In a second method of reducing the thickness of the lens, the thickness of the prism wedge can be reduced by fabricating the prism wedge and convex lens portion from a material of high refractive index. The prism wedge angle required for a particular image shift decreases as the refractive index increases. The thickness of the prism wedge necessary for a particular image shift, therefore, decreases as the refractive index of the prism increases.
For various refractive indices, Table 1 shows the corresponding prism angles (α) needed for a retinal shift d =1.0 mm when a=17 mm (the lens is positioned 17 mm from the fovea). The last column of Table 1 shows the increase in lens thickness that the prismatic wedge adds to a 6.0 mm diameter intraocular lens.
TABLE 1______________________________________ ADDED THICK- PRISM WEDGE ANGLE NESS TO A 6.0 mmREFRACTIVE REQUIRED FOR DIAMETERINDEX n1 OF THE 1.0 mm SHIFT, INTRAOCULAROPTIC MATERIAL ∝ (DEGREES) LENS (mm)______________________________________1.50 20 2.21.56 14.7 1.61.60 12.5 1.3______________________________________
As shown, by using a material of refractive index 1.6 as compared to one of refractive index 1.5, the overall thickness of the prismatic intraocular lens decreases by 0.9 mm.
A preferred material for 1-2 mm image shifts is polymethyl methacrylate (PMMA) having a refractive index of 1.498. For shifts greater than 2.0 mm, a material of higher refractive index should be used. An image shift of 3.0 mm or greater is rarely encountered since visual acuity drops steeply radially away from the fovea to as much as 20/200 or lower.
A material of refractive index in the range of 1.5-1.6 can be achieved through the polymerization of a suitable mixture of mono and/or multifunctional monomers and oligomers and a polymerization initiator. The polymerization can occur through an addition polymerization or a condensation polymerization process. Monomers and oligomers susceptible to addition polymerization include acrylates, methacrylates, styrenics, or allylic derivatives. Preferred examples of acrylate and methacrylate monomers for an addition polymerization reaction include phenyl ethyl acrylate, phenoxy ethyl acrylate, trifluoromethyl acrylate, ethyl acrylate, methyl methacrylate, and acrylic terminated organic phosphites and phosphine oxides. Preferred examples of acrylate and methacrylate oligomers for an addition polymerization reaction include polyethylene glycol diacrylate, polyethylene glycol dimethacrylate, aliphatic alkoxy diacrylate ester (code SR 9209 from Sartomer Corp.), bisphenol A diacrylate, and bisphenol A dimethacrylate. Expoxides, anhydrides, and silane derivative are among the preferred materials for condensation polymerization.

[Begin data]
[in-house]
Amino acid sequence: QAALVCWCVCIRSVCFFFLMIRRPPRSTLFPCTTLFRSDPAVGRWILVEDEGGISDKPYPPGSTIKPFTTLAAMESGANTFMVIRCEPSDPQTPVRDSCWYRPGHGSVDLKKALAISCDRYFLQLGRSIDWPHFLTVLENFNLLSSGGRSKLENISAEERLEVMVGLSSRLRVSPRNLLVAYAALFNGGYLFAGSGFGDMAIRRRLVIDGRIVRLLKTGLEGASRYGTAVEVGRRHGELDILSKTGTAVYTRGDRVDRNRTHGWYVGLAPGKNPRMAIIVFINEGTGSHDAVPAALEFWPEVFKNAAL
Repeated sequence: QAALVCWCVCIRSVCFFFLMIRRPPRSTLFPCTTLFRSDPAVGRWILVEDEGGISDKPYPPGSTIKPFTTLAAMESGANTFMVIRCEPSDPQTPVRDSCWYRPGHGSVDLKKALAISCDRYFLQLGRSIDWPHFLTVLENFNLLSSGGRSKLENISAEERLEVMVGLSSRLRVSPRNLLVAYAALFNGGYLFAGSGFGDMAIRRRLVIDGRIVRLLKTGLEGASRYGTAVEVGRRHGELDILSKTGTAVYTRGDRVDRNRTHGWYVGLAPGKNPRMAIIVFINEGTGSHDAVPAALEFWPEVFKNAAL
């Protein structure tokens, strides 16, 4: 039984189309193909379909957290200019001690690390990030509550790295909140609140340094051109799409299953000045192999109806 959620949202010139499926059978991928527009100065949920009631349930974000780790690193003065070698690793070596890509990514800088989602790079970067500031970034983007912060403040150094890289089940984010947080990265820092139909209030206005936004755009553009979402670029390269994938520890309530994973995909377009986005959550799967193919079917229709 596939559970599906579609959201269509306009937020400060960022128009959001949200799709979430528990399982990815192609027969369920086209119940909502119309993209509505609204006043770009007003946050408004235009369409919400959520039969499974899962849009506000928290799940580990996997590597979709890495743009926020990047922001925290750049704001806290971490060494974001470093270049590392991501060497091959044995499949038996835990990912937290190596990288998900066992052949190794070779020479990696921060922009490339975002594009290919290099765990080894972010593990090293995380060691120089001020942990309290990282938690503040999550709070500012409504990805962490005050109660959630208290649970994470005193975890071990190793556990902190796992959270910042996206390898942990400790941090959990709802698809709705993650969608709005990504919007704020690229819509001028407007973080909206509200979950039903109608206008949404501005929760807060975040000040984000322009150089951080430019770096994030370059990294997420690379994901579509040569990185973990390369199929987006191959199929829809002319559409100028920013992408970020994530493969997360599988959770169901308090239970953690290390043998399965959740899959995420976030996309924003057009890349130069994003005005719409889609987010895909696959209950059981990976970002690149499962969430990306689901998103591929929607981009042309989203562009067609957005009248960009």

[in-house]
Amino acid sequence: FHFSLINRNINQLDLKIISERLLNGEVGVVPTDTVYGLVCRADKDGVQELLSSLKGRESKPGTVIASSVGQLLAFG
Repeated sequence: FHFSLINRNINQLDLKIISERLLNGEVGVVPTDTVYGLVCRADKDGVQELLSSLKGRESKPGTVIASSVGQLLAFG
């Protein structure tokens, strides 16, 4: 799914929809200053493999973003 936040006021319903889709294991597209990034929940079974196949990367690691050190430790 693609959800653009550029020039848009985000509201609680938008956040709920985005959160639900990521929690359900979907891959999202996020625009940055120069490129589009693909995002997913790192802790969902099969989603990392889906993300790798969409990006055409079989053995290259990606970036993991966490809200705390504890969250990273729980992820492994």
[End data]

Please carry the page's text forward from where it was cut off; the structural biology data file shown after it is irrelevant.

Combinations of these polymerizable derivatives produce biocompatible polymerizable formulations that form optically clear polymers with a refractive index in the range 1.5-1.6. The preferred selection of monomers and oligomers depends on biocompatibility as measured by standard toxicological tests, tissue compatibility, and lastly, when essential, implantation of intraocular lenses into the eyes of live animals.
The polymerization reactions of the preferred mixture may be carried out by the application of heat, light, or both. To fabricate the intraocular lens, the mixture may be either poured directly into molds shaped to form the lens, or formed into optical quality rods or sheets. The rods or sheets are then cored by a machining process to form buttons used in lens manufacture.
Each prismatic intraocular lens according to the present invention must be firmly supported and fixed within the eye to lessen its susceptibility to rotational displacement. Unwanted rotational displacement will potentially move the deflected image from a healthy retinal area to a dysfunctional area.